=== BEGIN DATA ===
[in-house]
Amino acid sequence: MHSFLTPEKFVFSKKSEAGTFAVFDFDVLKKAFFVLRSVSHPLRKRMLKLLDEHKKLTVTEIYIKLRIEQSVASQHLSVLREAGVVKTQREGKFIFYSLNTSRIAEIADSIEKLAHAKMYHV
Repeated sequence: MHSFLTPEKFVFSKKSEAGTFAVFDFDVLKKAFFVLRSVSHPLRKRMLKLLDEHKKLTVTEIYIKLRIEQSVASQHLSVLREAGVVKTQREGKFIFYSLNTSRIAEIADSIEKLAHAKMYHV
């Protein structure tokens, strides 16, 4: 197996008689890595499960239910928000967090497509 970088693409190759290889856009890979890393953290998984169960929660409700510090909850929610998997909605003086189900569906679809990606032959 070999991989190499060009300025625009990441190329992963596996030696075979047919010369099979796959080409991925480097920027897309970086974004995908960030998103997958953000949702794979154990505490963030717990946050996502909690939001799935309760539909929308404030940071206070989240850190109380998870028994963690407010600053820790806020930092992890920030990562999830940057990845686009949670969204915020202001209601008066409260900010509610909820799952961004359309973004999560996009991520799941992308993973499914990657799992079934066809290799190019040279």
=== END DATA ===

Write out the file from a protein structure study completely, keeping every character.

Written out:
[in-house]
Amino acid sequence: MHSFLTPEKFVFSKKSEAGTFAVFDFDVLKKAFFVLRSVSHPLRKRMLKLLDEHKKLTVTEIYIKLRIEQSVASQHLSVLREAGVVKTQREGKFIFYSLNTSRIAEIADSIEKLAHAKMYHV
Repeated sequence: MHSFLTPEKFVFSKKSEAGTFAVFDFDVLKKAFFVLRSVSHPLRKRMLKLLDEHKKLTVTEIYIKLRIEQSVASQHLSVLREAGVVKTQREGKFIFYSLNTSRIAEIADSIEKLAHAKMYHV
């Protein structure tokens, strides 16, 4: 197996008689890595499960239910928000967090497509 970088693409190759290889856009890979890393953290998984169960929660409700510090909850929610998997909605003086189900569906679809990606032959 070999991989190499060009300025625009990441190329992963596996030696075979047919010369099979796959080409991925480097920027897309970086974004995908960030998103997958953000949702794979154990505490963030717990946050996502909690939001799935309760539909929308404030940071206070989240850190109380998870028994963690407010600053820790806020930092992890920030990562999830940057990845686009949670969204915020202001209601008066409260900010509610909820799952961004359309973004999560996009991520799941992308993973499914990657799992079934066809290799190019040279």